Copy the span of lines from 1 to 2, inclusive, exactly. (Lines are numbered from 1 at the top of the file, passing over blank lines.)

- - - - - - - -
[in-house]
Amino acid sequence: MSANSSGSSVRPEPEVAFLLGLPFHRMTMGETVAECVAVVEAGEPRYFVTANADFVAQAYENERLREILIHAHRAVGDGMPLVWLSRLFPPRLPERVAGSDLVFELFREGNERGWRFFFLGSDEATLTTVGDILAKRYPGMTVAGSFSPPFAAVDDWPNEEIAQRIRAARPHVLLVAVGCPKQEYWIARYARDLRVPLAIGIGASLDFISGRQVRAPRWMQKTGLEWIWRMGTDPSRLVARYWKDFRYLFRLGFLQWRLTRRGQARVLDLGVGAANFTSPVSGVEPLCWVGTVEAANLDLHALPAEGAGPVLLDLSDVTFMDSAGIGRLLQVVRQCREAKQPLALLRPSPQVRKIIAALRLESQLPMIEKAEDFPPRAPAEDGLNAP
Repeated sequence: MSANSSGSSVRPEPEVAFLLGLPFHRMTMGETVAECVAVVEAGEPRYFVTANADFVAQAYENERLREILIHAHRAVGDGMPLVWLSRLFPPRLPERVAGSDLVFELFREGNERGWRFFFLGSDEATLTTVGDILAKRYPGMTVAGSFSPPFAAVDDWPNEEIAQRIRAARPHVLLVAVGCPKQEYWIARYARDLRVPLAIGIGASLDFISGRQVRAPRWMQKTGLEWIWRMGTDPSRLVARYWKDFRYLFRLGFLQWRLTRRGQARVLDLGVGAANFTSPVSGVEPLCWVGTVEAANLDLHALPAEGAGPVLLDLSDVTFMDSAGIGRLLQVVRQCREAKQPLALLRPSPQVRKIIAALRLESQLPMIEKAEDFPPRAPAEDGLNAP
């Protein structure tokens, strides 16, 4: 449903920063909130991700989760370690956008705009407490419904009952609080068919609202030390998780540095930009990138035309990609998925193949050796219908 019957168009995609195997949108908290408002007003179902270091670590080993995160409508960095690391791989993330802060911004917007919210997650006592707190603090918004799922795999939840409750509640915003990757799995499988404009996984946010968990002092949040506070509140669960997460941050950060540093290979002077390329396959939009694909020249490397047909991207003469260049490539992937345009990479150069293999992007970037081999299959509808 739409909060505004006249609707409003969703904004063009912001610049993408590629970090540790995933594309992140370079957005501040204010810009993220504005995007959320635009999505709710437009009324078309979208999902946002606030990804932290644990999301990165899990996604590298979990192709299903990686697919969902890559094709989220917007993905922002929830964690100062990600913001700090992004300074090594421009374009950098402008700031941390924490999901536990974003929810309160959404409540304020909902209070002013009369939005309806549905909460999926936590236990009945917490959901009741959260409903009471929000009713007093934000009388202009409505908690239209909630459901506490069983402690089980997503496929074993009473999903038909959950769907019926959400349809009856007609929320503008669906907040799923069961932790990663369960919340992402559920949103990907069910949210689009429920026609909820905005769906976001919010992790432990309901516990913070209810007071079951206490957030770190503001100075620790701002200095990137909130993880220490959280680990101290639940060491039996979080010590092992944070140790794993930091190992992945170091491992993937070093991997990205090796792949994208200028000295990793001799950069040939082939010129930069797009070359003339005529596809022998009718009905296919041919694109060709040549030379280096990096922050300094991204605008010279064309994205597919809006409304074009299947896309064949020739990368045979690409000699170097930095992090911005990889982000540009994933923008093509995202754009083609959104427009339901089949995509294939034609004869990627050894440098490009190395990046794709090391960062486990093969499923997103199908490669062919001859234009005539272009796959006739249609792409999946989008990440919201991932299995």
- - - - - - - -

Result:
[in-house]
Amino acid sequence: MSANSSGSSVRPEPEVAFLLGLPFHRMTMGETVAECVAVVEAGEPRYFVTANADFVAQAYENERLREILIHAHRAVGDGMPLVWLSRLFPPRLPERVAGSDLVFELFREGNERGWRFFFLGSDEATLTTVGDILAKRYPGMTVAGSFSPPFAAVDDWPNEEIAQRIRAARPHVLLVAVGCPKQEYWIARYARDLRVPLAIGIGASLDFISGRQVRAPRWMQKTGLEWIWRMGTDPSRLVARYWKDFRYLFRLGFLQWRLTRRGQARVLDLGVGAANFTSPVSGVEPLCWVGTVEAANLDLHALPAEGAGPVLLDLSDVTFMDSAGIGRLLQVVRQCREAKQPLALLRPSPQVRKIIAALRLESQLPMIEKAEDFPPRAPAEDGLNAP